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Old 4th December 2014, 21:29   #31
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Default Re: Indian Aviation - Hawker Seahawk with the Indian Navy

A really nice write-up.

A not so distant memory - I did my final year thesis on EMALS (Electromagnetic Aircraft Launch Systems) and my first study was the Steam assisted systems that are / were used in aircraft carriers.
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Old 7th December 2014, 21:02   #32
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Default Re: Indian Aviation - Hawker Seahawk with the Indian Navy

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Originally Posted by vivekgk View Post
There is an airframe of a Seahawk displayed at Kanakakkunnu, near the Museum at Thiruvananthapuram.
Dear vivekgk, the airframe at Kanakakkunnu is airframe number IN174. Just out of interest it was bought by us second hand (pre-worshipped!!) from the Royal Navy in 1961 and modernized up to the definitive Mark VI. It served in 1971 and survived in operational flying till 1978 when the Seahawks were retired off INS Vikrant. I am glad you enjoyed the article. The next one in January will be on the Marut HF-24. - Narayan

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A not so distant memory - I did my final year thesis on EMALS (Electromagnetic Aircraft Launch Systems) and my first study was the Steam assisted systems that are / were used in aircraft carriers.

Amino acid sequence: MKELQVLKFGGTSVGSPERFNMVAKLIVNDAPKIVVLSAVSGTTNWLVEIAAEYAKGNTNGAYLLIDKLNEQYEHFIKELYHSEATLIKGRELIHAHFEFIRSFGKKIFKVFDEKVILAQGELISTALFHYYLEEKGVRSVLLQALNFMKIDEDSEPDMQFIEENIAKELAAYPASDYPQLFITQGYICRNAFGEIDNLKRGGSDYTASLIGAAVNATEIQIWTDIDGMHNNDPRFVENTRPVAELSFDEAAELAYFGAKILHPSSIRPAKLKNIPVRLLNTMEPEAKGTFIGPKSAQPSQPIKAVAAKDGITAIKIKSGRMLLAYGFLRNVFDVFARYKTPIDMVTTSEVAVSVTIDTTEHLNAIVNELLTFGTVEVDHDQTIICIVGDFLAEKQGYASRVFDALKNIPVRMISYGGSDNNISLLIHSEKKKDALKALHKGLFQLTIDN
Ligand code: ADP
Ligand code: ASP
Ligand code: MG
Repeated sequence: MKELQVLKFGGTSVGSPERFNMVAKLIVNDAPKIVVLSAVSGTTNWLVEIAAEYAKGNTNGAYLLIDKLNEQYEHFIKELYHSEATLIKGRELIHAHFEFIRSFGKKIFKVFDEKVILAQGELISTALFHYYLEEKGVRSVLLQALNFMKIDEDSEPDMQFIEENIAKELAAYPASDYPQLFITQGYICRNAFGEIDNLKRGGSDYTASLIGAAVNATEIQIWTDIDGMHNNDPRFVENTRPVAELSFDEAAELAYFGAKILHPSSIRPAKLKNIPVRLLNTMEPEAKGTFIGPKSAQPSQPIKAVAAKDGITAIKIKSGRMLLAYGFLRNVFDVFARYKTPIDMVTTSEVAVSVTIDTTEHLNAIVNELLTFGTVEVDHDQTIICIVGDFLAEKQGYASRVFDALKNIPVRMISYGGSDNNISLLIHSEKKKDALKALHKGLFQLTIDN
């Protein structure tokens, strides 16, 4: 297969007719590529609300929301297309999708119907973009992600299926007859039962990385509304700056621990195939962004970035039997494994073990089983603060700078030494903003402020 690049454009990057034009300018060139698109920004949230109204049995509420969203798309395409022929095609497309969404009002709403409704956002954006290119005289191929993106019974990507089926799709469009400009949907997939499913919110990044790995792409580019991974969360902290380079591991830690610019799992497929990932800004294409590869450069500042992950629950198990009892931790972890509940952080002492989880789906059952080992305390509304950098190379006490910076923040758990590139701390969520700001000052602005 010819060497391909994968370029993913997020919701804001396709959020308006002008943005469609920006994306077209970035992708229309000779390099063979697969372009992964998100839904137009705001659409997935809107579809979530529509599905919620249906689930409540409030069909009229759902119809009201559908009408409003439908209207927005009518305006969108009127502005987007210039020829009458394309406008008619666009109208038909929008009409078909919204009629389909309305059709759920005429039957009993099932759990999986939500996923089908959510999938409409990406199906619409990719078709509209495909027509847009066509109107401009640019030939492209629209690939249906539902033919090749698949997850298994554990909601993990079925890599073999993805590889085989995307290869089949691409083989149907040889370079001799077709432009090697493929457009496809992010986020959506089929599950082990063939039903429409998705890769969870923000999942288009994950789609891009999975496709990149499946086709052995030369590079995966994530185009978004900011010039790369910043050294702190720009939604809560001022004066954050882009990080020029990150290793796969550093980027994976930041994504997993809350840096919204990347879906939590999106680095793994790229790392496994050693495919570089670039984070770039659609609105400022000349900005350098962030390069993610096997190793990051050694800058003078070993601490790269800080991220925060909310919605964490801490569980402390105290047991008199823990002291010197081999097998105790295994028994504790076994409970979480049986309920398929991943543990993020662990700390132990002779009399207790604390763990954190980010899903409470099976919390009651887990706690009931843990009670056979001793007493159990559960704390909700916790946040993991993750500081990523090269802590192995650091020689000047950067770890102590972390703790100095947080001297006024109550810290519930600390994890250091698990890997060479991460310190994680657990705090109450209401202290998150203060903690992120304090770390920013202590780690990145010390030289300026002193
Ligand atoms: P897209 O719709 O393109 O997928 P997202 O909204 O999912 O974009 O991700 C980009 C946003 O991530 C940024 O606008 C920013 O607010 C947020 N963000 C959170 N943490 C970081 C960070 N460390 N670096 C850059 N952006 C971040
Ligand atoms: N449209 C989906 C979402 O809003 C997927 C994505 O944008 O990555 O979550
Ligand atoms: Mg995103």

Dear Mad Max, it would be most interesting to read a brief on your findings of launching aircraft using EMALS. I have often wondered by no Air Force in the world uses catapults or arrested recovery to operate from easily camouflaged mini-airstrips and thus save themselves from 8000 feet long runways that are so vulnerable to enemy attack.
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Old 8th December 2014, 11:36   #33
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Default Re: Indian Aviation - Hawker Seahawk with the Indian Navy

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Originally Posted by V.Narayan View Post
Dear Mad Max, it would be most interesting to read a brief on your findings of launching aircraft using EMALS. I have often wondered why no Air Force in the world uses catapults or arrested recovery to operate from easily camouflaged mini-airstrips and thus save themselves from 8000 feet long runways that are so vulnerable to enemy attack.
A question that I've always had too. The answers that I gave to myself are -